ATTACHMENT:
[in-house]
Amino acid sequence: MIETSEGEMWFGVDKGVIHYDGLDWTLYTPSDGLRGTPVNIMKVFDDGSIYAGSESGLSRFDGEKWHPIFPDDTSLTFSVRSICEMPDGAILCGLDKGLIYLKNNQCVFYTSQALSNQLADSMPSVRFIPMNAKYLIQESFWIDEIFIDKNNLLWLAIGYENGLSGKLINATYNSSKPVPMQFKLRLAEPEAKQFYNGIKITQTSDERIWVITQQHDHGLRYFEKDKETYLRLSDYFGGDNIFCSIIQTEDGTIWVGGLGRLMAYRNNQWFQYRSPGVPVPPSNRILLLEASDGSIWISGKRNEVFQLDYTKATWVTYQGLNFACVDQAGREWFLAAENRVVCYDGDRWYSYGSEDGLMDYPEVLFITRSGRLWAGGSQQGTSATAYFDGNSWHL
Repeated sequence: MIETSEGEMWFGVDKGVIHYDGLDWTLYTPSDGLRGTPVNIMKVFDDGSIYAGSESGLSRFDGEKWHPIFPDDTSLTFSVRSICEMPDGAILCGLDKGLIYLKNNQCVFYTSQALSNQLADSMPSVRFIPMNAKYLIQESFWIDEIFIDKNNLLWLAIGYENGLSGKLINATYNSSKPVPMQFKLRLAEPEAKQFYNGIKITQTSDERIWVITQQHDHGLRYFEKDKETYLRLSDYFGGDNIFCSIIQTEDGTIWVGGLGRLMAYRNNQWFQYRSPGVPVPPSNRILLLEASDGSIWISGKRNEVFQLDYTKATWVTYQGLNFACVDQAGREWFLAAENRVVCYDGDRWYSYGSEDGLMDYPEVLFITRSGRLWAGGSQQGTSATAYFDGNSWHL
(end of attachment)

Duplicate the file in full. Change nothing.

[in-house]
Amino acid sequence: MIETSEGEMWFGVDKGVIHYDGLDWTLYTPSDGLRGTPVNIMKVFDDGSIYAGSESGLSRFDGEKWHPIFPDDTSLTFSVRSICEMPDGAILCGLDKGLIYLKNNQCVFYTSQALSNQLADSMPSVRFIPMNAKYLIQESFWIDEIFIDKNNLLWLAIGYENGLSGKLINATYNSSKPVPMQFKLRLAEPEAKQFYNGIKITQTSDERIWVITQQHDHGLRYFEKDKETYLRLSDYFGGDNIFCSIIQTEDGTIWVGGLGRLMAYRNNQWFQYRSPGVPVPPSNRILLLEASDGSIWISGKRNEVFQLDYTKATWVTYQGLNFACVDQAGREWFLAAENRVVCYDGDRWYSYGSEDGLMDYPEVLFITRSGRLWAGGSQQGTSATAYFDGNSWHL
Repeated sequence: MIETSEGEMWFGVDKGVIHYDGLDWTLYTPSDGLRGTPVNIMKVFDDGSIYAGSESGLSRFDGEKWHPIFPDDTSLTFSVRSICEMPDGAILCGLDKGLIYLKNNQCVFYTSQALSNQLADSMPSVRFIPMNAKYLIQESFWIDEIFIDKNNLLWLAIGYENGLSGKLINATYNSSKPVPMQFKLRLAEPEAKQFYNGIKITQTSDERIWVITQQHDHGLRYFEKDKETYLRLSDYFGGDNIFCSIIQTEDGTIWVGGLGRLMAYRNNQWFQYRSPGVPVPPSNRILLLEASDGSIWISGKRNEVFQLDYTKATWVTYQGLNFACVDQAGREWFLAAENRVVCYDGDRWYSYGSEDGLMDYPEVLFITRSGRLWAGGSQQGTSATAYFDGNSWHL